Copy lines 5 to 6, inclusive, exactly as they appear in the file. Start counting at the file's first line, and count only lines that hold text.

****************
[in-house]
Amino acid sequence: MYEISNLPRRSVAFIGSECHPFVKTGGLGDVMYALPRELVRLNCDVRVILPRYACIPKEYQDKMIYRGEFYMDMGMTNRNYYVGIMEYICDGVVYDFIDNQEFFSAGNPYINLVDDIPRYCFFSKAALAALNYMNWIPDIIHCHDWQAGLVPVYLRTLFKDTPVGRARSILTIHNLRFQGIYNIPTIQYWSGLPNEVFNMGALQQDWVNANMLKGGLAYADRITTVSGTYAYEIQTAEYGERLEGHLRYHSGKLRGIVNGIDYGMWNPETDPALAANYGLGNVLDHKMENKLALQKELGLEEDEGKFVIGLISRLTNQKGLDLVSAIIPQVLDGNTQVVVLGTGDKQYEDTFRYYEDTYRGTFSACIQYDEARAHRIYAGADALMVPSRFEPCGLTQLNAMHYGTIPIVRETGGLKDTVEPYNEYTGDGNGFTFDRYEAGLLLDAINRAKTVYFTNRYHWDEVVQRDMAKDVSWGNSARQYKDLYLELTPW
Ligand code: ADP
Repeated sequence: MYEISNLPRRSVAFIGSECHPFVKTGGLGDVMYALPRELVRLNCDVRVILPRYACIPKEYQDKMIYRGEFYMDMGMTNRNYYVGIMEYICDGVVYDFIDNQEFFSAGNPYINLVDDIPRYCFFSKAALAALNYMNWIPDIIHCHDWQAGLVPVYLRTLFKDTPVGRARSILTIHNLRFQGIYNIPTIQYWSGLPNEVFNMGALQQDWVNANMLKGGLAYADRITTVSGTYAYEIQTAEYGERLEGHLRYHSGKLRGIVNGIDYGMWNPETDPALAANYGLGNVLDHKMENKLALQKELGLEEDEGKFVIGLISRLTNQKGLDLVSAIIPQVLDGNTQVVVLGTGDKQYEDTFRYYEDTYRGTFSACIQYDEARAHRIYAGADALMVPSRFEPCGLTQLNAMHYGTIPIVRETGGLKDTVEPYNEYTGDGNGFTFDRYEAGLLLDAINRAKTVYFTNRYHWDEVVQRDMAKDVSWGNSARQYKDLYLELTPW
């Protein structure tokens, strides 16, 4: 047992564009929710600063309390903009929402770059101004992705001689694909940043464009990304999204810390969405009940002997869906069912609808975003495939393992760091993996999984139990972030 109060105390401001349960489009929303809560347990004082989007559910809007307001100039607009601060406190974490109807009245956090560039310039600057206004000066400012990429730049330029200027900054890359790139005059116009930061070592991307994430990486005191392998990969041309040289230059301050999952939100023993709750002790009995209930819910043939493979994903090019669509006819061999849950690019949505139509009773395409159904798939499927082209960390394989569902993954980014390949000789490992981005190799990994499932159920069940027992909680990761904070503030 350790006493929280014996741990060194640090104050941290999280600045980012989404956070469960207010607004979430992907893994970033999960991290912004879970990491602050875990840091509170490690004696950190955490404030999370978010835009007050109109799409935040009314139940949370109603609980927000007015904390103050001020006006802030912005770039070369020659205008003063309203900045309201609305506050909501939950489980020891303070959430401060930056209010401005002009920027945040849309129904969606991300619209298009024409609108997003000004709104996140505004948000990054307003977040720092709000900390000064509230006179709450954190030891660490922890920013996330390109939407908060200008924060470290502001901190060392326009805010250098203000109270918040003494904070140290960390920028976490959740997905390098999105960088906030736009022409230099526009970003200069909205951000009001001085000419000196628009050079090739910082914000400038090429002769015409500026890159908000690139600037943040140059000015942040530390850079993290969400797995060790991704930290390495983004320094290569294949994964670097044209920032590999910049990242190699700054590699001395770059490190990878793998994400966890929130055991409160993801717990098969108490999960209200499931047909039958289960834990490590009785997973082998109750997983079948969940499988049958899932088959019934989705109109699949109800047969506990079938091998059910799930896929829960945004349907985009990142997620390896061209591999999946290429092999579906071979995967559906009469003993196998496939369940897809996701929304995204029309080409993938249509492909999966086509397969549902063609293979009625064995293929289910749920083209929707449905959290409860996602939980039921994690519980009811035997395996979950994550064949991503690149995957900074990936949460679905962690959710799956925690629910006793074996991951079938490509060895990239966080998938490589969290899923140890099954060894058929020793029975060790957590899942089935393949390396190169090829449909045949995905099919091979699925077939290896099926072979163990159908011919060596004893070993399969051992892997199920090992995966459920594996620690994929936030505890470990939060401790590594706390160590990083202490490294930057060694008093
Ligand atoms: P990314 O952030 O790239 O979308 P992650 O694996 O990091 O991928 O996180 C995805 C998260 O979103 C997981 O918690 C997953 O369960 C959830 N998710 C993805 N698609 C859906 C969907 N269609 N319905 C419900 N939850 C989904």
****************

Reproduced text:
């Protein structure tokens, strides 16, 4: 047992564009929710600063309390903009929402770059101004992705001689694909940043464009990304999204810390969405009940002997869906069912609808975003495939393992760091993996999984139990972030 109060105390401001349960489009929303809560347990004082989007559910809007307001100039607009601060406190974490109807009245956090560039310039600057206004000066400012990429730049330029200027900054890359790139005059116009930061070592991307994430990486005191392998990969041309040289230059301050999952939100023993709750002790009995209930819910043939493979994903090019669509006819061999849950690019949505139509009773395409159904798939499927082209960390394989569902993954980014390949000789490992981005190799990994499932159920069940027992909680990761904070503030 350790006493929280014996741990060194640090104050941290999280600045980012989404956070469960207010607004979430992907893994970033999960991290912004879970990491602050875990840091509170490690004696950190955490404030999370978010835009007050109109799409935040009314139940949370109603609980927000007015904390103050001020006006802030912005770039070369020659205008003063309203900045309201609305506050909501939950489980020891303070959430401060930056209010401005002009920027945040849309129904969606991300619209298009024409609108997003000004709104996140505004948000990054307003977040720092709000900390000064509230006179709450954190030891660490922890920013996330390109939407908060200008924060470290502001901190060392326009805010250098203000109270918040003494904070140290960390920028976490959740997905390098999105960088906030736009022409230099526009970003200069909205951000009001001085000419000196628009050079090739910082914000400038090429002769015409500026890159908000690139600037943040140059000015942040530390850079993290969400797995060790991704930290390495983004320094290569294949994964670097044209920032590999910049990242190699700054590699001395770059490190990878793998994400966890929130055991409160993801717990098969108490999960209200499931047909039958289960834990490590009785997973082998109750997983079948969940499988049958899932088959019934989705109109699949109800047969506990079938091998059910799930896929829960945004349907985009990142997620390896061209591999999946290429092999579906071979995967559906009469003993196998496939369940897809996701929304995204029309080409993938249509492909999966086509397969549902063609293979009625064995293929289910749920083209929707449905959290409860996602939980039921994690519980009811035997395996979950994550064949991503690149995957900074990936949460679905962690959710799956925690629910006793074996991951079938490509060895990239966080998938490589969290899923140890099954060894058929020793029975060790957590899942089935393949390396190169090829449909045949995905099919091979699925077939290896099926072979163990159908011919060596004893070993399969051992892997199920090992995966459920594996620690994929936030505890470990939060401790590594706390160590990083202490490294930057060694008093
Ligand atoms: P990314 O952030 O790239 O979308 P992650 O694996 O990091 O991928 O996180 C995805 C998260 O979103 C997981 O918690 C997953 O369960 C959830 N998710 C993805 N698609 C859906 C969907 N269609 N319905 C419900 N939850 C989904």